A gas dwarf is a gas planet with a rocky core that has accumulated a thick envelope of hydrogen, helium, and other volatiles, having as result a total radius between 1.7 and 3.9 Earth radii (1.7–3.9 R⊕). The term is used in a three-tier, metallicity-based classification regime for short-period exoplanets, which also includes the rocky, terrestrial-like planets with less than 1.7 R⊕ and planets greater than 3.9 R⊕, namely ice giants and gas giants.
The smallest known extrasolar planet that might be a gas dwarf is Kepler-138d, which is less massive than Earth but has a 60% larger volume and therefore has a density (2.1(+2.2/-1.2) grams per cubic centimetre) that indicates either a substantial water content or possibly a thick gas envelope.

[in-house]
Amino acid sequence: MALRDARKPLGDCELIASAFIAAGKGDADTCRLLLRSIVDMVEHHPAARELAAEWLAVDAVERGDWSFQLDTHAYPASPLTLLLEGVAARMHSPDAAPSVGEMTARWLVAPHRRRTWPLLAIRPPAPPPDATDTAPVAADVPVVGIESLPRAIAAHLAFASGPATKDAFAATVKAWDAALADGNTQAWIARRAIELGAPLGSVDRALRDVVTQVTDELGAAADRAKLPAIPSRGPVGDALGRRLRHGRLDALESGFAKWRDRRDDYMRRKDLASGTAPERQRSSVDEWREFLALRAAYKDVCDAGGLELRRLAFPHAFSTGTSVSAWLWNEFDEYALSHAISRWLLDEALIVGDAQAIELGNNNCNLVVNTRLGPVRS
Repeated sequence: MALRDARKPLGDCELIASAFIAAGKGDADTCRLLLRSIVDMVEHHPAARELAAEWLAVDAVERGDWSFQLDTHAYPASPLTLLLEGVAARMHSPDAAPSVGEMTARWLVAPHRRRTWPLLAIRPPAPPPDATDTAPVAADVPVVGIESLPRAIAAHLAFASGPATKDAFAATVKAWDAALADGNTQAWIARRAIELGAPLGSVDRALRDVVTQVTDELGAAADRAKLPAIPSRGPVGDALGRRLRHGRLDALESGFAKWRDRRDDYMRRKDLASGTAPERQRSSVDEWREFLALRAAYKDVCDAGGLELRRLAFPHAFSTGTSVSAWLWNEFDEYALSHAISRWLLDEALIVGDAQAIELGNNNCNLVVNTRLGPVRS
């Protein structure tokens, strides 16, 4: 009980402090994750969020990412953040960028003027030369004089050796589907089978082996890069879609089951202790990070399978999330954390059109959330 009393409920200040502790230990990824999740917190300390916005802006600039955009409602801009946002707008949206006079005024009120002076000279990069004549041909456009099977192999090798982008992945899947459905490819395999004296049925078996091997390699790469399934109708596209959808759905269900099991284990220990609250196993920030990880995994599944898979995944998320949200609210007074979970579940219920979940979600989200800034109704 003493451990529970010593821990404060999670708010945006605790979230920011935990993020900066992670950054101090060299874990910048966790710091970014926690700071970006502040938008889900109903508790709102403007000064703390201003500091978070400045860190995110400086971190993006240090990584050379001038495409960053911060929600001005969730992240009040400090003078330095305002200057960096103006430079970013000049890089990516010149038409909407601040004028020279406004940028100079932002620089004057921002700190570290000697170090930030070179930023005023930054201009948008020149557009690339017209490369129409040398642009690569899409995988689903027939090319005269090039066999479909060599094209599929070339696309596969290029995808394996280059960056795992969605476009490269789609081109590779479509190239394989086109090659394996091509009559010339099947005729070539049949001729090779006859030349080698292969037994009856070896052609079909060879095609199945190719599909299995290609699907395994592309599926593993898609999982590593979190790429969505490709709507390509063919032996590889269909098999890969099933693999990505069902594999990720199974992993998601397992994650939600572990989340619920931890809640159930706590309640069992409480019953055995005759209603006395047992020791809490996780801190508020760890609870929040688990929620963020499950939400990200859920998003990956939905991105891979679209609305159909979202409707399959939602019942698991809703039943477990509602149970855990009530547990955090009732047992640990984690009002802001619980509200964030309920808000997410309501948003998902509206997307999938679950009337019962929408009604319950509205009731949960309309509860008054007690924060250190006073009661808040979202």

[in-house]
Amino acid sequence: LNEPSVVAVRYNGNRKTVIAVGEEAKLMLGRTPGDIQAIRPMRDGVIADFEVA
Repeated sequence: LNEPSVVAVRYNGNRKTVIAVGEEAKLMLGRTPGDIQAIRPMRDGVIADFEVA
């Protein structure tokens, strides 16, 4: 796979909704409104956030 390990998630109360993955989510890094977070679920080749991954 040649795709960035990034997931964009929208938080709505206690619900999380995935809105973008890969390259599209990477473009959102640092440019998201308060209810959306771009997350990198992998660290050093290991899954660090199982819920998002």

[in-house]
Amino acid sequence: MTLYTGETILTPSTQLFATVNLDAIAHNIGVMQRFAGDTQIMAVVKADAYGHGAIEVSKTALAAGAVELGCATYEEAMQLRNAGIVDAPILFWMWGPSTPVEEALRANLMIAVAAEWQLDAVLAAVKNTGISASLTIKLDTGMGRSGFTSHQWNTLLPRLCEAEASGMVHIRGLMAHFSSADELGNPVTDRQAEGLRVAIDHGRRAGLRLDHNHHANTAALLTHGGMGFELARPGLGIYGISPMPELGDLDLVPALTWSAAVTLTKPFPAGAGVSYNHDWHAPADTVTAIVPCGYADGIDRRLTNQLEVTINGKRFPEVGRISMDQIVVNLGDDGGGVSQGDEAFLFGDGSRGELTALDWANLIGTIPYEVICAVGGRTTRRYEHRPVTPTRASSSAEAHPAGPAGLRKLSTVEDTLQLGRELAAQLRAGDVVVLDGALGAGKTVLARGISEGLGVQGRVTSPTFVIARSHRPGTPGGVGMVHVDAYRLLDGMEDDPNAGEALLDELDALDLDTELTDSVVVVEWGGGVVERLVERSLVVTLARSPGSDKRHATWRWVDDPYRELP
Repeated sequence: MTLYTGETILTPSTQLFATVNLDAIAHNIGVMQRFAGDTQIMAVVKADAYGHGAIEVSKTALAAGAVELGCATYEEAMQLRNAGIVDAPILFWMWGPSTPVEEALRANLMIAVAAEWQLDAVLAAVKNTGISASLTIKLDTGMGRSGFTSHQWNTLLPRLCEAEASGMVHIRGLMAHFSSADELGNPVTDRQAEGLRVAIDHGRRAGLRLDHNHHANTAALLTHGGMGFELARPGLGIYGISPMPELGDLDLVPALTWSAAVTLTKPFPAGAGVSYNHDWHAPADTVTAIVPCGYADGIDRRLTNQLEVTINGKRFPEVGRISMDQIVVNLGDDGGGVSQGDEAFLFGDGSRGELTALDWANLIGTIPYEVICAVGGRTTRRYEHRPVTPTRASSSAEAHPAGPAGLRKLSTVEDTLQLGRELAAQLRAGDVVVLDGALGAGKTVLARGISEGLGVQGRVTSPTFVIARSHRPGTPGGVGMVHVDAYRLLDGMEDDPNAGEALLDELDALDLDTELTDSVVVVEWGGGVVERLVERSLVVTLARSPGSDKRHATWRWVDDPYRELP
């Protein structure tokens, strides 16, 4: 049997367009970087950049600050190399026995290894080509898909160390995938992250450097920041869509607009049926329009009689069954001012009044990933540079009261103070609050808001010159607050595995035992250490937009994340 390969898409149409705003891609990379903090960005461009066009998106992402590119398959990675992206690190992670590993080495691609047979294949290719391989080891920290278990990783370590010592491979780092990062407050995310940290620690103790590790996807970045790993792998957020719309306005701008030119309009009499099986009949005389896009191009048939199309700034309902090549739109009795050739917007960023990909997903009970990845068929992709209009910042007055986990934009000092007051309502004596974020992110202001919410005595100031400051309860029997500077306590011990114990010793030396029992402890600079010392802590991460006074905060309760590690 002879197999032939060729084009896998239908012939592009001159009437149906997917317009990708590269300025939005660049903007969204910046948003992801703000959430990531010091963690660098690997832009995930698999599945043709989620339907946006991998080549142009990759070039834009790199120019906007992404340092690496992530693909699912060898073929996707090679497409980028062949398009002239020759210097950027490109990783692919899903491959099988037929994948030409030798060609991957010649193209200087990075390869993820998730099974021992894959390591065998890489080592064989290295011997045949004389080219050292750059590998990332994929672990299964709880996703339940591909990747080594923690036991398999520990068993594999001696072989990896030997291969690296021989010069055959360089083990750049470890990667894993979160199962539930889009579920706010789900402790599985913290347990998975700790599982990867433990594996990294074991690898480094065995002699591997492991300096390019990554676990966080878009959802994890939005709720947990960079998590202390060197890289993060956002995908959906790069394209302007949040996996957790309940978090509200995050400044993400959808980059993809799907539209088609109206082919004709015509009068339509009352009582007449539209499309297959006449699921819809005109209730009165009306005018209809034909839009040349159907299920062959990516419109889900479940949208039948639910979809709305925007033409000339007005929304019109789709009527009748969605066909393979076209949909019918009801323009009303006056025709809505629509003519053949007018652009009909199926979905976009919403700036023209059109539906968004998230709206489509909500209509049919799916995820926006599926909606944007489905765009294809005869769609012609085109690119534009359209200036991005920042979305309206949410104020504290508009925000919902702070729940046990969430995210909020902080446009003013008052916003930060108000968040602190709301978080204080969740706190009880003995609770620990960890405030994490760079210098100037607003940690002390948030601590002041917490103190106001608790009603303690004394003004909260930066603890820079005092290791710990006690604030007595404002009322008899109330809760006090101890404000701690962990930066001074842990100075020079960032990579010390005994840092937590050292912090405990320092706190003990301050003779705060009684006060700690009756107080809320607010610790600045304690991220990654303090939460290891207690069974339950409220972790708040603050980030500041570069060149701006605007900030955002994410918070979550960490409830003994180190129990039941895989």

A low-mass gas planet can still have a radius resembling that of a gas giant if it has the right temperature.
- Three regimes of extrasolar planets inferred from host star metallicities, Buchhave et al.
- Feng Tian; Toon, Owen B.; Pavlov, Alexander A.; De Sterck, H. (March 10, 2005). "Transonic hydrodynamic escape of hydrogen from extrasolar planetary atmospheres". The Astrophysical Journal 621: 1049–1060. doi:10.1086/427204. Bibcode: 2005ApJ...621.1049T.
- Mass-radius relationships for exoplanets, Damian C. Swift, Jon Eggert, Damien G. Hicks, Sebastien Hamel, Kyle Caspersen, Eric Schwegler, and Gilbert W. Collins
- Jontof-Hutter, D; Rowe, J (18 June 2015). "Mass of the Mars-sized Exoplanet Kepler-138b from Transit Timing". Nature 522: 321–323. doi:10.1038/nature14494. PMID 26085271. Bibcode: 2015Natur.522..321J. http://www.nature.com/nature/journal/v522/n7556/full/nature14494.html. Retrieved 16 July 2015.
- Earth-mass exoplanet is no Earth twin – Gaseous planet challenges assumption that Earth-mass planets should be rocky
- *Mass-Radius Relationships for Very Low Mass Gaseous Planets, Konstantin Batygin, David J. Stevenson, 18 Apr 2013